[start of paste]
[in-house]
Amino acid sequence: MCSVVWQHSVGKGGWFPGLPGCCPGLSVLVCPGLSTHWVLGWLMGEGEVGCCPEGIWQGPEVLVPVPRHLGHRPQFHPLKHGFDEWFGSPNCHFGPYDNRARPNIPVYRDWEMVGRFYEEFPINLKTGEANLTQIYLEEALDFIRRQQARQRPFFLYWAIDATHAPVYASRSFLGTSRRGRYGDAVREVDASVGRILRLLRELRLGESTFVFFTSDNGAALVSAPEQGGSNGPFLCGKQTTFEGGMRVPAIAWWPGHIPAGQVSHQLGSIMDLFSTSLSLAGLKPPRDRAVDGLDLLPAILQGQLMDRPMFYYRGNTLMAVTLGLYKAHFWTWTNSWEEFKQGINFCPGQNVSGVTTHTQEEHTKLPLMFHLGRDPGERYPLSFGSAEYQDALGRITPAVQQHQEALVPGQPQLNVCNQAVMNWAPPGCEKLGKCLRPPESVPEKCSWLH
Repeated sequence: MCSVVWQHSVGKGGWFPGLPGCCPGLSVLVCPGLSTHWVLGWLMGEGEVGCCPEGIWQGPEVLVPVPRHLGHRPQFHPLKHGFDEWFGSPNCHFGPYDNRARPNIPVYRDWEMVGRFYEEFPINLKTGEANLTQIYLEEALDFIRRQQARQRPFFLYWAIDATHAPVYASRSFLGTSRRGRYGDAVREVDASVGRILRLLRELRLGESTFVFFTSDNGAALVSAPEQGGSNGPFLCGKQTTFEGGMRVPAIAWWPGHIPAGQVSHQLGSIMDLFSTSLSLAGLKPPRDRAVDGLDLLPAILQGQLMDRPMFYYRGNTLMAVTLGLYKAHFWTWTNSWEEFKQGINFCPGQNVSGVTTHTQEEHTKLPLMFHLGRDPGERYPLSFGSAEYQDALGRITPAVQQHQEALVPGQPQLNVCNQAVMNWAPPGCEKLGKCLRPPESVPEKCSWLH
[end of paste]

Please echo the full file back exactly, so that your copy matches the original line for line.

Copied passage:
[in-house]
Amino acid sequence: MCSVVWQHSVGKGGWFPGLPGCCPGLSVLVCPGLSTHWVLGWLMGEGEVGCCPEGIWQGPEVLVPVPRHLGHRPQFHPLKHGFDEWFGSPNCHFGPYDNRARPNIPVYRDWEMVGRFYEEFPINLKTGEANLTQIYLEEALDFIRRQQARQRPFFLYWAIDATHAPVYASRSFLGTSRRGRYGDAVREVDASVGRILRLLRELRLGESTFVFFTSDNGAALVSAPEQGGSNGPFLCGKQTTFEGGMRVPAIAWWPGHIPAGQVSHQLGSIMDLFSTSLSLAGLKPPRDRAVDGLDLLPAILQGQLMDRPMFYYRGNTLMAVTLGLYKAHFWTWTNSWEEFKQGINFCPGQNVSGVTTHTQEEHTKLPLMFHLGRDPGERYPLSFGSAEYQDALGRITPAVQQHQEALVPGQPQLNVCNQAVMNWAPPGCEKLGKCLRPPESVPEKCSWLH
Repeated sequence: MCSVVWQHSVGKGGWFPGLPGCCPGLSVLVCPGLSTHWVLGWLMGEGEVGCCPEGIWQGPEVLVPVPRHLGHRPQFHPLKHGFDEWFGSPNCHFGPYDNRARPNIPVYRDWEMVGRFYEEFPINLKTGEANLTQIYLEEALDFIRRQQARQRPFFLYWAIDATHAPVYASRSFLGTSRRGRYGDAVREVDASVGRILRLLRELRLGESTFVFFTSDNGAALVSAPEQGGSNGPFLCGKQTTFEGGMRVPAIAWWPGHIPAGQVSHQLGSIMDLFSTSLSLAGLKPPRDRAVDGLDLLPAILQGQLMDRPMFYYRGNTLMAVTLGLYKAHFWTWTNSWEEFKQGINFCPGQNVSGVTTHTQEEHTKLPLMFHLGRDPGERYPLSFGSAEYQDALGRITPAVQQHQEALVPGQPQLNVCNQAVMNWAPPGCEKLGKCLRPPESVPEKCSWLH